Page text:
Moscow explains why it sees establishment of international tribunal on MH17 crash as premature

Moscow views the idea of a number of countries establishing an international tribunal to prosecute those responsible for the Malaysia Airlines Flight 17 (MH17) crash in southeastern Ukraine in July 2014 as premature and politicized, the Russian Foreign Ministry said in a statement following a UN Security Council session that considered this proposal on July 30.

Moscow views the idea of a number of countries establishing an international tribunal to prosecute those responsible for the Malaysia Airlines Flight 17 (MH17) crash in southeastern Ukraine in July 2014 as premature and politicized, the Russian Foreign Ministry said in a statement following a UN Security Council session that considered this proposal on July 30.

"The Russian Federation, which did its best to prevent a split in the UN Security Council and put the issue on a constructive track, did not see fit to pass a politicized decision imposed on the Security Council and voted against it," the Russian Foreign Ministry said.

"Our insistent explanations as to why this step would be untimely and counterproductive, as it did not have precedents in the past and would have been made long before the completion of the ongoing investigation into the circumstances of the plane's loss, were not accepted," it said.

It was reported that the UN Security Council held a session on July 29 to consider a proposal by a number of countries on establishing an international tribunal to prosecute those guilty of the Malaysian plane's crash in southeastern Ukraine on July 17, 2014.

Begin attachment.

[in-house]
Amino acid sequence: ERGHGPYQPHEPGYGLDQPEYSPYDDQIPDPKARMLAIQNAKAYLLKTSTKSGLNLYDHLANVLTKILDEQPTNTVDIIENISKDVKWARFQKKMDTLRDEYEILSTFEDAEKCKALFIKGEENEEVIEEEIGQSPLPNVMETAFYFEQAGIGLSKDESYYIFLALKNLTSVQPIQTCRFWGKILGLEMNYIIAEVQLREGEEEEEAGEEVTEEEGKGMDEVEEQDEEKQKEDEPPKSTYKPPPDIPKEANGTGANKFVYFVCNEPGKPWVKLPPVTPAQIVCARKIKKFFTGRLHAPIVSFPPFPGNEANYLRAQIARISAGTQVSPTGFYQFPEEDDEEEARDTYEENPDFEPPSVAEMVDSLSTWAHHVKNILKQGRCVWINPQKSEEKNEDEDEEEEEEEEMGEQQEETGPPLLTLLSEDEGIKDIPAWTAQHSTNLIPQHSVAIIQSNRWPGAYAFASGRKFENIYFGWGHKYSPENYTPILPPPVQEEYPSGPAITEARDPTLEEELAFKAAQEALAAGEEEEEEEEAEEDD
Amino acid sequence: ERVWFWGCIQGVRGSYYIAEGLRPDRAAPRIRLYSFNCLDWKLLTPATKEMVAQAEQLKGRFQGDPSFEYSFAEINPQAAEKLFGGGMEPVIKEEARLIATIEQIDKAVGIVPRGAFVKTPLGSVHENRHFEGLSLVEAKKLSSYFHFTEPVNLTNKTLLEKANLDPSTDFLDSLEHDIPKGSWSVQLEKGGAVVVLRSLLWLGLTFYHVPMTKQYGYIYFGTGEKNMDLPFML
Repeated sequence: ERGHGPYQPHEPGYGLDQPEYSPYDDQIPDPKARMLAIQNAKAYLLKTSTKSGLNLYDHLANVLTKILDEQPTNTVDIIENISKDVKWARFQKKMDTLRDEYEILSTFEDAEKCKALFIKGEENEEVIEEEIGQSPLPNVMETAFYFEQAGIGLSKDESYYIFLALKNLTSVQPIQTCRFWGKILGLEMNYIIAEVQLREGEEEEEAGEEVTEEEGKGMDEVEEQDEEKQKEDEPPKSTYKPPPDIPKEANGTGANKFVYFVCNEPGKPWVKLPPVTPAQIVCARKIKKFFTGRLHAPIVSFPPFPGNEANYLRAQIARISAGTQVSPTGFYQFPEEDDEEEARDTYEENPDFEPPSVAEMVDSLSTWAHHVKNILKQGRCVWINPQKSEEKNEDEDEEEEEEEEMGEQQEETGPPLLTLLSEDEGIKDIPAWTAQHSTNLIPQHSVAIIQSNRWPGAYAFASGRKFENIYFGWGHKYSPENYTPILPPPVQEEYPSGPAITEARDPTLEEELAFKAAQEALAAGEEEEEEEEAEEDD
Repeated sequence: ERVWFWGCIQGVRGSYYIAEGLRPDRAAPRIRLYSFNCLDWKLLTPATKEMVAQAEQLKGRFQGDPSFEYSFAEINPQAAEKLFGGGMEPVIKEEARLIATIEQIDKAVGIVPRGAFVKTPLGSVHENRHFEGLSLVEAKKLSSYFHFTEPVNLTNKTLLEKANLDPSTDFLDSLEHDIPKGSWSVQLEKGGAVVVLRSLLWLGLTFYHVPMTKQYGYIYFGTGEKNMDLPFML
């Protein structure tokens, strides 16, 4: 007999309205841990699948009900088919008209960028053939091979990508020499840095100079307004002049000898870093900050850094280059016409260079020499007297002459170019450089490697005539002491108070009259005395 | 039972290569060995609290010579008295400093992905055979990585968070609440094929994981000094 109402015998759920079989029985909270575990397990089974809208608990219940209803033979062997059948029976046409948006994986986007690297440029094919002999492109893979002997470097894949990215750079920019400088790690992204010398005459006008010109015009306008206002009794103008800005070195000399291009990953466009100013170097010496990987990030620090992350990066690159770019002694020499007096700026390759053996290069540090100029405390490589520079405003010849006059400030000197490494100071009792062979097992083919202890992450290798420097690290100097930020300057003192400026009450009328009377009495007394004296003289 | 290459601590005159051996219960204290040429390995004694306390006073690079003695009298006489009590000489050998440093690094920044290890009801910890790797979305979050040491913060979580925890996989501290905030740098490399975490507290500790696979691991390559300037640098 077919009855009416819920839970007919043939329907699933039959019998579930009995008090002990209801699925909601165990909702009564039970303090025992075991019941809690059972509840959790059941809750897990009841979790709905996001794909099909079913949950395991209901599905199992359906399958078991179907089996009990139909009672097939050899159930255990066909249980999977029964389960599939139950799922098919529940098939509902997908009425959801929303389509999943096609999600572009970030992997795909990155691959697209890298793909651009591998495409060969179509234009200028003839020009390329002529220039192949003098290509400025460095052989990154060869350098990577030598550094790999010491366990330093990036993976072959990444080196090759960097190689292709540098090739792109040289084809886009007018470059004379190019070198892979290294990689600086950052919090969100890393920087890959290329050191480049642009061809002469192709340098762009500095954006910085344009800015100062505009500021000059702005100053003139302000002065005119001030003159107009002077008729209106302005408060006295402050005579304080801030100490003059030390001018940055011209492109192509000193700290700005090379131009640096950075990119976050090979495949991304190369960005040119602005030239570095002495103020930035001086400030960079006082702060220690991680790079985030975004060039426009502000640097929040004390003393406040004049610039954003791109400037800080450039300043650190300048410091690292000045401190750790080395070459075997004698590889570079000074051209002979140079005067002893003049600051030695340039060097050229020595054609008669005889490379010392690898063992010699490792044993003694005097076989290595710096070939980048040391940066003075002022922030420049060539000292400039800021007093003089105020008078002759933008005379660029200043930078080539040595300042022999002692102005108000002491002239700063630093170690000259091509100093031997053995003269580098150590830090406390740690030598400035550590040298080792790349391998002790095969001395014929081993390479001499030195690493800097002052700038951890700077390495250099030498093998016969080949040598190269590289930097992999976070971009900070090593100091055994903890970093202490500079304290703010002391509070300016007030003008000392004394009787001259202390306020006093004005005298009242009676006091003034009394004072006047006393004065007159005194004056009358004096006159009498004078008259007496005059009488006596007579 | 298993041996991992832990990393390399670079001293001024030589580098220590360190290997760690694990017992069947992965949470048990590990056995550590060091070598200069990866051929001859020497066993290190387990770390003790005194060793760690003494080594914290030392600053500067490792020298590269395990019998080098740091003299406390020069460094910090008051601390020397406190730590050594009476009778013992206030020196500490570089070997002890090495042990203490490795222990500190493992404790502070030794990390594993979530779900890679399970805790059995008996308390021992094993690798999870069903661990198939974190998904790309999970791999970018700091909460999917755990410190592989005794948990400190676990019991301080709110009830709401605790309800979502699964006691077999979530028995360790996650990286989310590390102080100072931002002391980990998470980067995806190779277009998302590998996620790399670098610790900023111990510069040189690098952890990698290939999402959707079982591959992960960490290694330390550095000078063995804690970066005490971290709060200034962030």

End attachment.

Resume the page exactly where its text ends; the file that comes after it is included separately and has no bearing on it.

"Russia condemns the destruction of Malaysian Airlines Flight 17 by unidentified individuals and once again expresses its deepest condolences to the relatives of all passengers and crewmembers who fell victim to this monstrous tragedy. We have relentlessly stressed our commitment to the unavoidability of punishment for those who committed this crime," it said.

Since the moment the UN Security Council passed resolution 2166 on July 21, 2014, which still remains the only foundation of international cooperation in the interests of an independent and transparent investigation into the airliner's loss acceptable to all, Russia has repeatedly come up with proposals in favor of fully employing the Security Council's potential in the ongoing investigations.

"This is precisely what a draft UN Security Council resolution drawn up by Russia was aimed at, in which we proposed, proceeding from resolution 2166, that UN mechanisms be extensively employed in order to complete a full, transparent, and trustworthy international investigation into the disaster as soon as possible, so that the most appropriate formula for a judicial proceeding be found after that. Only the full implementation of resolution 2166 can help us to understand who is to blame and who must be punished," it said.

Moscow regrets that its initiative was not accepted, the Foreign Ministry said. "Instead of this, they preferred to hastily put their version of setting up an international tribunal to vote at the Council, without having discussed other options," the Foreign Ministry said.

"We would once again like to reaffirm our commitment to a careful and impartial international investigation into the Malaysian airliner's crash," it said.

"Russia will continue to apply as energetic efforts as it can to provide all possible assistance to the investigation into the disaster," it said.

Kremlin: Probe into MH17 crash cannot be turned into 'political inquisition'>>>

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